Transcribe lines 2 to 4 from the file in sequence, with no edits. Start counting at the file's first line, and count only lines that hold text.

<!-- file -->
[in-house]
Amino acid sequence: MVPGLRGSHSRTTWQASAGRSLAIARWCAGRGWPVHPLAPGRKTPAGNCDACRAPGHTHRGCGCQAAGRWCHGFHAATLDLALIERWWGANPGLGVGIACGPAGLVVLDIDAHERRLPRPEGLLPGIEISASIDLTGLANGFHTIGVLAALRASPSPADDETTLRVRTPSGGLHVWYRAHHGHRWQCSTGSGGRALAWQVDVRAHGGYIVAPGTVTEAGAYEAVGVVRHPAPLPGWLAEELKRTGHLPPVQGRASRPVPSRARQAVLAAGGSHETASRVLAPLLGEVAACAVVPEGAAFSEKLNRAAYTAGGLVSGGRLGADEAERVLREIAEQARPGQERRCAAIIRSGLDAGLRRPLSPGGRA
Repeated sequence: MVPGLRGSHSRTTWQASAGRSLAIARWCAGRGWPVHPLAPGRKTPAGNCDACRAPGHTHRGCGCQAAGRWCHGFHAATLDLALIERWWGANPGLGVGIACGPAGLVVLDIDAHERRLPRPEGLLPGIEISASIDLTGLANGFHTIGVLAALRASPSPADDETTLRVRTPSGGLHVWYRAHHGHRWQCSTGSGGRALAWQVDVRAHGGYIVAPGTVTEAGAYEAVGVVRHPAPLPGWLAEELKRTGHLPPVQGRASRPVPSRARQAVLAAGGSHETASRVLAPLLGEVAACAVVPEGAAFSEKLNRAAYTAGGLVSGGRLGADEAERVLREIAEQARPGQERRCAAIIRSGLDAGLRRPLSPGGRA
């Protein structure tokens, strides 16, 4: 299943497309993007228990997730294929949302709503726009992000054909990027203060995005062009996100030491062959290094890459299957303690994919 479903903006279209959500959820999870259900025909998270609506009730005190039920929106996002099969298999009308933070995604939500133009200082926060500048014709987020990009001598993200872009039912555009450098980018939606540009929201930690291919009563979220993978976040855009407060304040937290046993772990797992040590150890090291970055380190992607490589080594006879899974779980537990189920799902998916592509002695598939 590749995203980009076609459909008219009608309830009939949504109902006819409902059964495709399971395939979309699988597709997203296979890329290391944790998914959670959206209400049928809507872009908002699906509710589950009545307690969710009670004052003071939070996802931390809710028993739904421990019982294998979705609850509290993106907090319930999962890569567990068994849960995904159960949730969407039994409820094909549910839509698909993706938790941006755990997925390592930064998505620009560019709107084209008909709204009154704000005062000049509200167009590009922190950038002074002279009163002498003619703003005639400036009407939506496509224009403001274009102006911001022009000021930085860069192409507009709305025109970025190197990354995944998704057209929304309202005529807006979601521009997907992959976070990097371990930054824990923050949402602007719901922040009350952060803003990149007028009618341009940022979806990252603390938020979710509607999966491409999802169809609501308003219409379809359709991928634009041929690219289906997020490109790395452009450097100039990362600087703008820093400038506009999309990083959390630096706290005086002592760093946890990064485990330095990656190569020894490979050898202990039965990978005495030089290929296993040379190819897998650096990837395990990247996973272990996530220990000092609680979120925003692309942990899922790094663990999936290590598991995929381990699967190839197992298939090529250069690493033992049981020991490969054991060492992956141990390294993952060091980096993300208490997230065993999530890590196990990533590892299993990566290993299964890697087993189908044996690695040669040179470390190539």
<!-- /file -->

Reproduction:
Amino acid sequence: MVPGLRGSHSRTTWQASAGRSLAIARWCAGRGWPVHPLAPGRKTPAGNCDACRAPGHTHRGCGCQAAGRWCHGFHAATLDLALIERWWGANPGLGVGIACGPAGLVVLDIDAHERRLPRPEGLLPGIEISASIDLTGLANGFHTIGVLAALRASPSPADDETTLRVRTPSGGLHVWYRAHHGHRWQCSTGSGGRALAWQVDVRAHGGYIVAPGTVTEAGAYEAVGVVRHPAPLPGWLAEELKRTGHLPPVQGRASRPVPSRARQAVLAAGGSHETASRVLAPLLGEVAACAVVPEGAAFSEKLNRAAYTAGGLVSGGRLGADEAERVLREIAEQARPGQERRCAAIIRSGLDAGLRRPLSPGGRA
Repeated sequence: MVPGLRGSHSRTTWQASAGRSLAIARWCAGRGWPVHPLAPGRKTPAGNCDACRAPGHTHRGCGCQAAGRWCHGFHAATLDLALIERWWGANPGLGVGIACGPAGLVVLDIDAHERRLPRPEGLLPGIEISASIDLTGLANGFHTIGVLAALRASPSPADDETTLRVRTPSGGLHVWYRAHHGHRWQCSTGSGGRALAWQVDVRAHGGYIVAPGTVTEAGAYEAVGVVRHPAPLPGWLAEELKRTGHLPPVQGRASRPVPSRARQAVLAAGGSHETASRVLAPLLGEVAACAVVPEGAAFSEKLNRAAYTAGGLVSGGRLGADEAERVLREIAEQARPGQERRCAAIIRSGLDAGLRRPLSPGGRA
């Protein structure tokens, strides 16, 4: 299943497309993007228990997730294929949302709503726009992000054909990027203060995005062009996100030491062959290094890459299957303690994919 479903903006279209959500959820999870259900025909998270609506009730005190039920929106996002099969298999009308933070995604939500133009200082926060500048014709987020990009001598993200872009039912555009450098980018939606540009929201930690291919009563979220993978976040855009407060304040937290046993772990797992040590150890090291970055380190992607490589080594006879899974779980537990189920799902998916592509002695598939 590749995203980009076609459909008219009608309830009939949504109902006819409902059964495709399971395939979309699988597709997203296979890329290391944790998914959670959206209400049928809507872009908002699906509710589950009545307690969710009670004052003071939070996802931390809710028993739904421990019982294998979705609850509290993106907090319930999962890569567990068994849960995904159960949730969407039994409820094909549910839509698909993706938790941006755990997925390592930064998505620009560019709107084209008909709204009154704000005062000049509200167009590009922190950038002074002279009163002498003619703003005639400036009407939506496509224009403001274009102006911001022009000021930085860069192409507009709305025109970025190197990354995944998704057209929304309202005529807006979601521009997907992959976070990097371990930054824990923050949402602007719901922040009350952060803003990149007028009618341009940022979806990252603390938020979710509607999966491409999802169809609501308003219409379809359709991928634009041929690219289906997020490109790395452009450097100039990362600087703008820093400038506009999309990083959390630096706290005086002592760093946890990064485990330095990656190569020894490979050898202990039965990978005495030089290929296993040379190819897998650096990837395990990247996973272990996530220990000092609680979120925003692309942990899922790094663990999936290590598991995929381990699967190839197992298939090529250069690493033992049981020991490969054991060492992956141990390294993952060091980096993300208490997230065993999530890590196990990533590892299993990566290993299964890697087993189908044996690695040669040179470390190539």